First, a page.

State is prob­ing Wells Fargo

Bank is in­ves­ti­gated over un­needed auto in­sur­ance poli­cies.

Los Angeles Times - - BUSINESS - By James Ru­fus Koren

The bank is be­ing in­ves­ti­gated over auto in­sur­ance poli­cies it forced bor­row­ers to pay for.

Cal­i­for­nia’s in­sur­ance reg­u­la­tor is in­ves­ti­gat­ing Wells Fargo & Co. over the bank’s re­cent ad­mis­sion that it forced hun­dreds of thou­sands of auto loan bor­row­ers to pay for in­sur­ance poli­cies they didn’t need and of­ten didn’t know about.

In­sur­ance Com­mis­sioner Dave Jones said Tues­day that he had or­dered the Cal­i­for­nia Depart­ment of In­sur­ance to in­ves­ti­gate Wells Fargo and in­sur­ance provider Na­tional Gen­eral In­sur­ance Co. to see if the com­pa­nies broke state laws.

“These most re­cent rev­e­la­tions by Wells Fargo are par­tic­u­larly trou­bling,” Jones said in a state­ment. He added that the depart­ment would “seek cor­rec­tive ac­tion and penal­ties in the event that Cal­i­for­nia's con­sumer pro­tec­tion laws were vi­o­lated.”

The bank and Na­tional Gen­eral are al­ready un­der in­ves­ti­ga­tion by the New York Depart­ment of Fi­nan­cial Ser­vices, which last week sub­poe­naed records re­lated to the in­sur­ance poli­cies.

Jones’ depart­ment is also con­tin­u­ing to in­ves­ti­gate an al­le­ga­tion that Wells Fargo signed up cus­tomers for Pru­den­tial life in­sur­ance without their knowl­edge.

The auto in­sur­ance poli­cies in ques­tion, for cov­er­age called col­lat­eral pro­tec­tion in­sur­ance, are some­times taken out by lenders when auto loan bor­row­ers don’t have in­sur­ance of their own. But Wells Fargo ac­knowl­edged late last month — a day af­ter the New York Times pub­lished a story cit­ing an in­ter­nal re­port — that more than 500,000 bor­row­ers were ei­ther forced to pay for these poli­cies de­spite hav­ing their own cov­er­age or were not prop­erly no­ti­fied about the poli­cies.

The bank said that for about 20,000 cus­tomers, the added cost of un­nec­es­sary or hid­den in­sur­ance poli­cies may have contributed to loan de­faults and re­pos­sessed ve­hi­cles. Wells Fargo will pay about $80 mil­lion in re­funds and other pay­ments to bor­row­ers, in­clud­ing spe­cial pay­ments to those who lost their cars “as an ex­pres­sion of our re­gret for the sit­u­a­tion,” the bank said in a state­ment.

A bank spokes­woman de­clined to com­ment on Jones’ in­ves­ti­ga­tion.

In a sep­a­rate mat­ter, the bank has also ac­knowl­edged prob­lems with an­other type of auto in­sur­ance pol­icy, the lat­est in a grow­ing list of is­sues the bank has iden­ti­fied in the 11 months since a scan­dal over the unau­tho­rized cre­ation of check­ing, sav­ings and credit card ac­counts spurred a wave of in­ter­nal re­views.

In a Se­cu­ri­ties and Ex­change Com­mis­sion fil­ing last week, the bank men­tioned prob­lems with guar­an­teed au­to­mo­bile pro­tec­tion, or GAP, in­sur­ance poli­cies. These poli­cies cover the dif­fer­ence be­tween a car’s value and the amount a bor­rower owes on it — the idea be­ing that if a bor­rower wrecks a car, the in­sur­ance pol­icy cov­ers the dif­fer­ence be­tween the re­main­ing pay­ments due and any pay­out from the bor­rower’s reg­u­lar in­sur­ance.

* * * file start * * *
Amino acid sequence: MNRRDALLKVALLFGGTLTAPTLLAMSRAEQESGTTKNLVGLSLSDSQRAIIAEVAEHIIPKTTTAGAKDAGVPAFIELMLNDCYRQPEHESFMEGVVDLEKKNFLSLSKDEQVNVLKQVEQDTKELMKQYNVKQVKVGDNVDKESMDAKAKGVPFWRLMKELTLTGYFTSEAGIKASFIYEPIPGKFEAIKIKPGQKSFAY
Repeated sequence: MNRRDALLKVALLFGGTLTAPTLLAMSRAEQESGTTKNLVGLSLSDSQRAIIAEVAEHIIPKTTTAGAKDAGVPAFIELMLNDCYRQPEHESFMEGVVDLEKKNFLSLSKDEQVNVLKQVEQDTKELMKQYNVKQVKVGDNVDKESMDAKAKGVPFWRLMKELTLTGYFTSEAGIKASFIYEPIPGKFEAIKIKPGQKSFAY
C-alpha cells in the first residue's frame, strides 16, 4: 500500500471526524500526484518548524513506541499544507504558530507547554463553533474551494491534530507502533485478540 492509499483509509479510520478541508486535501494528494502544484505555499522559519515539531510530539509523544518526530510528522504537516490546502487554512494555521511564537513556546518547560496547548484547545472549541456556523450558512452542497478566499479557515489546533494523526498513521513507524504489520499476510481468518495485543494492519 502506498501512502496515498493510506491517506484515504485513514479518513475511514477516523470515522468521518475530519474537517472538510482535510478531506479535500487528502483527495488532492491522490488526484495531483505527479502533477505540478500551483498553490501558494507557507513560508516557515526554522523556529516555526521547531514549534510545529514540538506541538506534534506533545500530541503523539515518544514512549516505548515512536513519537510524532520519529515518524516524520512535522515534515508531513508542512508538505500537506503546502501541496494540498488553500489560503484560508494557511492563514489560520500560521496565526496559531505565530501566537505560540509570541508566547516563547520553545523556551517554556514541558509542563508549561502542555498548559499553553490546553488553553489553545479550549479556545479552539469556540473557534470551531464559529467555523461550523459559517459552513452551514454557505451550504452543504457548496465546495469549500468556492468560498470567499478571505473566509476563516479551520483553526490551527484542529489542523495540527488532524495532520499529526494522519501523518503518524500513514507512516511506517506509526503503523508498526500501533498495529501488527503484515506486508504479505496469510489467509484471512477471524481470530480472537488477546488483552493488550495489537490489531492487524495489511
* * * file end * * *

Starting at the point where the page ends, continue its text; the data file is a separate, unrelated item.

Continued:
The poli­cies are sold by deal­er­ships and ar­ranged through third-party in­sur­ance com­pa­nies, but the cost of the poli­cies is of­ten wrapped into the car loan. If bor­row­ers pay off a loan early, they no longer need the in­sur­ance and are sup­posed to get a re­fund.

That re­fund typ­i­cally comes from the deal­er­ship, but in some states the lender is re­quired to make sure re­funds are made. In last week’s SEC fil­ing, Wells Fargo said that it had “iden­ti­fied cer­tain is­sues re­lated to the un­used por­tion of guar­an­teed au­to­mo­bile pro­tec­tion waiver or in­sur­ance agree­ments” and that the is­sues “may re­sult in re­funds to cus­tomers in cer­tain states.”

Wells Fargo spokes­woman Catherine Pul­ley said an in­ter­nal re­view un­cov­ered a “lack of over­sight and con­trols” in the ad­min­is­tra­tion of the GAP in­sur­ance prod­ucts. The bank is still try­ing to de­ter­mine how many bor­row­ers might have been af­fected.

“We be­lieve we can make the re­fund process more con­sis­tent for cus­tomers in the fu­ture and make things right for cus­tomers in the past,” Pul­ley said.

The New York Times re­ported Mon­day that the Fed­eral Re­serve is in­ves­ti­gat­ing the GAP in­sur­ance mat­ter, though a Fed spokesman said other reg­u­la­tors would have “pri­mary and di­rect over­sight in the area” and that the Fed does not com­ment “on con­fi­den­tial, firm-spe­cific matters.”

In a let­ter to Wells Fargo em­ploy­ees last week, Chief Ex­ec­u­tive Tim Sloan said the bank must re­view “all of our op­er­a­tions — leav­ing no stone un­turned — so we can be con­fi­dent we have done all that we can do to build a bet­ter, stronger Wells Fargo.”

Pa­trick T. Fallon For The Times

IN­SUR­ANCE COM­MIS­SIONER Dave Jones, above in 2015, has or­dered the Cal­i­for­nia Depart­ment of In­sur­ance to in­ves­ti­gate Wells Fargo and Na­tional Gen­eral In­sur­ance Co. to see if the com­pa­nies broke state laws.

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